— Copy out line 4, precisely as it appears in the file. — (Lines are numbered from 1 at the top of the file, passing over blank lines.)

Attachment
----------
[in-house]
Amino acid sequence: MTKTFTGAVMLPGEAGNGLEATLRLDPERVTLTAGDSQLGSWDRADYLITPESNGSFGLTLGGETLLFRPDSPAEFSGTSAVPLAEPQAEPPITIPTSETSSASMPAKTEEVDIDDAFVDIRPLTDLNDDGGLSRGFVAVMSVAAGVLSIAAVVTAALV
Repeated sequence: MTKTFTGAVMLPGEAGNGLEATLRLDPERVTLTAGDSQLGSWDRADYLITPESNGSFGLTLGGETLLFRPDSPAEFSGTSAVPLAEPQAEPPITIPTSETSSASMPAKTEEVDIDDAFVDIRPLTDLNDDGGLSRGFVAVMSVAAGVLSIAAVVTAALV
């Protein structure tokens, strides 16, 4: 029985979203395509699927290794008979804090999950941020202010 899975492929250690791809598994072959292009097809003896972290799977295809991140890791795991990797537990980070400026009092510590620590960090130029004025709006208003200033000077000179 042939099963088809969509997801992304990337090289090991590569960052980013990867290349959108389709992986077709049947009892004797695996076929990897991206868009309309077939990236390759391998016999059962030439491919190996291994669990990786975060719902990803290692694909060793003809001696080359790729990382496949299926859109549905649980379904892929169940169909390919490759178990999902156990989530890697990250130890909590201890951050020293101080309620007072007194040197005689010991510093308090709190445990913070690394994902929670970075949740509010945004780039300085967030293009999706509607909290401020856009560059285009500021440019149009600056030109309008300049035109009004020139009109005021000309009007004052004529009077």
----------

């Protein structure tokens, strides 16, 4: 029985979203395509699927290794008979804090999950941020202010 899975492929250690791809598994072959292009097809003896972290799977295809991140890791795991990797537990980070400026009092510590620590960090130029004025709006208003200033000077000179 042939099963088809969509997801992304990337090289090991590569960052980013990867290349959108389709992986077709049947009892004797695996076929990897991206868009309309077939990236390759391998016999059962030439491919190996291994669990990786975060719902990803290692694909060793003809001696080359790729990382496949299926859109549905649980379904892929169940169909390919490759178990999902156990989530890697990250130890909590201890951050020293101080309620007072007194040197005689010991510093308090709190445990913070690394994902929670970075949740509010945004780039300085967030293009999706509607909290401020856009560059285009500021440019149009600056030109309008300049035109009004020139009109005021000309009007004052004529009077």